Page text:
For Dos Santos, he was tasked with amplifying the already absurd action of the previous film.

“I come from TV action-adventure stuff, I love setting big set pieces, big action, a lot of choreography, a lot of trying to create the strongest base to pass down the line so that our layout department understands what’s going on, so the animators have a good idea of what’s going on,” Dos Santos explained. “And like these guys, it’s all story based. As crazy as it gets, as upside down as it gets, if we’re not tracking through everybody’s movement and reaction to each other through the choreography, what the emotional drive is, then we’re lost. Just tracking all that and when these guys go, ‘That’s cool, but how about more awesome?’ You go, ‘Let’s go more awesome.’”

“I think Joaquim is one of the best I’ve ever seen at taking kinetic energy and using it to tell a story,” Lord said.

(L-R) Chris Miller, Phil Lord, Brian Tyree Henry, Kemp Powers, Shameik Moore, Hailee Steinfeld, Justin K. Thompson, Jake Johnson, Joaquim Dos Santos, Lauren Vélez and Amy Pascal (Getty Images)

There’s a sequence in the movie involving a runaway hover train that is one of the most thrilling sequences (to say anything else about the sequence would be criminal), and it seems to point to Dos Santos — but the filmmakers maintain it was a group effort.

“It’s so fun to watch the movie and be like, ‘Oh, look at this, it feels like Kemp,’ or ‘I know this feels like Joaquim,’ or ‘this is all Justin’s idea,’” Miller said. “The ambition of the film is so big. Just being able to look past with all these partners that you really believe in, that this is the best in the business, and say ‘Take this, I’m going to be over here doing this, and you go over here and do this.’”

“As Kemp points out, it’s the conversation that happens. When you have people with different points of view, just like the story we’re telling in the movie. When you bring people together and you have the conversation, that’s where the movie lives,” Lord added. “You got to be ready for anything. And you have to be like, all right, Kemp has this idea, s–t, let’s try it out.”

“We’ve got a lot of strong opinions and a lot of really smart people,” Miller said. “But we’re not all rowing in five different directions, because then you’re like, ‘Now we’re f–ed.’ We all know where we’re heading and we have the same goal, but how to get there or what it ultimately is at the end is a part of what everybody brings to it.”

Secret Origins

According to Lord, Dave Callaham, the screenwriter who had worked on “Ant-Man” and “Shang-Chi and the Legend of the Ten Rings” (among many other big Hollywood movies) wrote a screenplay during the final days of work on “Spider-Man: Into the Spider-Verse.” The ideas wound up being spread across the two new movies, with both Lord and Miller working on the screenplays for the sequels. But the “core, animating idea,” as Lord describes it, for “Spider-Man: Across the Spider-Verse” was, simply, “what if your friend got invited to a really cool party and you didn’t?”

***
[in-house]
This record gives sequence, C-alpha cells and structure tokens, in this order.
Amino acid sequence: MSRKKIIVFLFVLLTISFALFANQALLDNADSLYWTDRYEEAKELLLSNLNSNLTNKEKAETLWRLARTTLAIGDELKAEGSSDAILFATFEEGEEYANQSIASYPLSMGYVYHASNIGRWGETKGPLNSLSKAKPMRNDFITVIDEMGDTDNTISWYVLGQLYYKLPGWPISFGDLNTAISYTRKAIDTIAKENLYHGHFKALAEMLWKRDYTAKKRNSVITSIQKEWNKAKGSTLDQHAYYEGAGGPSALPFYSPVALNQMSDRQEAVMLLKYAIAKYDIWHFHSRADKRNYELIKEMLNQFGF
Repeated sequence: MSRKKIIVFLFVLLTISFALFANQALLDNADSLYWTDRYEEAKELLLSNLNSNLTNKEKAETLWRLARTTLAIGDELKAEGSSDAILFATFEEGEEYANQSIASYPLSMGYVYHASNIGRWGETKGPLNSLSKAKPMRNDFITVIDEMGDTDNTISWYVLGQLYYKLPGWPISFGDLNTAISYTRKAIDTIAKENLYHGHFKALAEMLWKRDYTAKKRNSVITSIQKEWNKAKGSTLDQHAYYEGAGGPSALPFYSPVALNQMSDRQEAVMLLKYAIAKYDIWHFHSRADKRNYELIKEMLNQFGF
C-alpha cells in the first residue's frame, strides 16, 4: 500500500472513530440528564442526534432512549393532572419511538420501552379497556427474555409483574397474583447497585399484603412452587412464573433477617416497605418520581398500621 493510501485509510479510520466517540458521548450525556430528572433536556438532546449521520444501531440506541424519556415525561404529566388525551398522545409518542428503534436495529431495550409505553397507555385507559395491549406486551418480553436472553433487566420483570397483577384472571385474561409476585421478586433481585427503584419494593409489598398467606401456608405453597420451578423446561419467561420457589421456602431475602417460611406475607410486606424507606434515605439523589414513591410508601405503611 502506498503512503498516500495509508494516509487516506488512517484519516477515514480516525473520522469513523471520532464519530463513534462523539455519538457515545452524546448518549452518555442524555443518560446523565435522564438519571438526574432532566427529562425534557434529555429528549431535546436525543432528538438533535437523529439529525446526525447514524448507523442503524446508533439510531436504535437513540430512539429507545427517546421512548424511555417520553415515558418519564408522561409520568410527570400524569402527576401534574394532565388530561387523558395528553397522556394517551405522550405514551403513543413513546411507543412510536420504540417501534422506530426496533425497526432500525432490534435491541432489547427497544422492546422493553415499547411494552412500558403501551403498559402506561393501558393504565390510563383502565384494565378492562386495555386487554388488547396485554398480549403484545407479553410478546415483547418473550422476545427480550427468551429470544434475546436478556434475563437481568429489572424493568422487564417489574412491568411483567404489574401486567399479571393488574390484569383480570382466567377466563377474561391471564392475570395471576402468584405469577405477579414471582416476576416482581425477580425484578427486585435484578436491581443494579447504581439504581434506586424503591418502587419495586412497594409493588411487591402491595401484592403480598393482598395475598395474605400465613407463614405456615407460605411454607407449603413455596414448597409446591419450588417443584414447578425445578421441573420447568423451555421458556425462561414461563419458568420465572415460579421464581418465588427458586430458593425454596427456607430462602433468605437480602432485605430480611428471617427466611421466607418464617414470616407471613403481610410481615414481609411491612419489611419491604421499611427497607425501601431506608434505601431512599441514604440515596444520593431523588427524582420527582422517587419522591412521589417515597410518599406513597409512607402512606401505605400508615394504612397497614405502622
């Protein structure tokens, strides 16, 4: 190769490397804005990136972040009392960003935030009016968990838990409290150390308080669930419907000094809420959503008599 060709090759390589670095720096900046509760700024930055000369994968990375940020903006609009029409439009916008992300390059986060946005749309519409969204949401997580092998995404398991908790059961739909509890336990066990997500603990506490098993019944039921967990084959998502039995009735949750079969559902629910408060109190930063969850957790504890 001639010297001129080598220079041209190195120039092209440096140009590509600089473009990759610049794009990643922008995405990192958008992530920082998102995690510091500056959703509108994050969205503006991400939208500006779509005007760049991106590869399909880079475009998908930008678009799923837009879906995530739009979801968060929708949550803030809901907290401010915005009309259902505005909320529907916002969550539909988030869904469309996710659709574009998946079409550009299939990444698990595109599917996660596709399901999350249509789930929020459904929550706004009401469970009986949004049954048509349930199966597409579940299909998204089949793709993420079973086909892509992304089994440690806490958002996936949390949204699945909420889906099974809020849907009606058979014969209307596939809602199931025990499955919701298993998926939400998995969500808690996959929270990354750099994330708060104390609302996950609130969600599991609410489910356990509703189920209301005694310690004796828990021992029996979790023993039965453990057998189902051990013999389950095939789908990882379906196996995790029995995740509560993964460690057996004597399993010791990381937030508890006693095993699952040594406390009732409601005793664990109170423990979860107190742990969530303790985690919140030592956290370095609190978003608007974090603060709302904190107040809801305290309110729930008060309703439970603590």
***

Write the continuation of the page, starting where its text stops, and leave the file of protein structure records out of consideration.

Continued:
“We’re trying to feel like a coming-of-age story. The first one is a boy becoming a teenager, and this one’s a teenager becoming an adult. And the idea that, you want to leave the nest, you want to find affirmation from friends and others outside of your home. It’s a very natural part of what the growing up process is,” Miller said. “And parents are often afraid to let you go and make mistakes. Birds leaving the nest, they migrate and then they come back. And similarly, Miles is looking for validation from others when he really needs to find it from within. That was the core concept. And then it ended up becoming more and more about parent/child relationships and the various stages of that – from the very, very beginning, in the womb to a toddler, to a teenager, to an adult.”

“I think all of us are parents and I think we’re all thinking about and channeling that idea of when your kid starts pulling away from you, just how painful it is and how heartbreaking that is,” Thompson said. “But you have to let them take those risks. And the scene with Rio and Miles where she’s letting him go and giving him permission, I think building that into the story is where we started to really find what the movie was and what was going to hold us. We go across all this crazy dimension-hopping but it’s really that thing that we want to come back home to and save this relationship between Miles and his family.”

“If you’re still recalling that when they’re on the train, we’ve done our job,” Dos Santos said.

Spider-Man: Across the Spider-Verse
Spider-Man/Miles Morales (Shameik Moore) in Columbia Pictures and Sony Pictures Animations’ SPIDER-MAN™: ACROSS THE SPIDER-VERSE.

Lord said that the filmmaking team was really focused on a moment when Miles has a heated fight with his parents and walks out on them. “We had to have him feel like, Oh, if I’m not ever going to get back there, I regret how I ended things,” Miller said. “If you ever walked out of the house angry, saying something mean to your parents. And then if you were me and wound up getting arrested,” Thompson said. “It was kind of a bad thing to have to call my dad from jail. It was not a great day.”

In fact, the “Spider-Man: Across the Spider-Verse” team paid particular attention to these scenes, which is part of what makes the movie so special. “The traumatic scenes, honestly, they were some of the scenes that were some of the earliest ones we worked on, and we refined until the very, very, very last minute,” Powers said.

“It’s crazy that the first scenes, we got in a good place but we just never stopped working on them. Those relationship scenes became the bedrock of this film. I think that’s what makes it matter because it’s so interesting that while we were making this, we’re going through this run of seeing movies and going, ‘Did you see this film, did you see that film? What did you think?’ I’m like, ‘I kind of got bored during the action.’ And it was like, God, we don’t want to do that. We want our action to be motivated by emotion and the stakes. The stakes aren’t really the universe. The stakes are very small, understandable – save a person I love.”

And while they were sure they were doing the right thing with the more measured approach to the movie’s stakes, the filmmakers were worried that audiences might not agree. “The thing that shocked all of us when we screened early versions of the movie, I was like, ‘Oh, we’re going to be in trouble because half of this movie is just people in rooms talking,’” Lord said. “But that was the thing the audience liked the most. We couldn’t believe it.”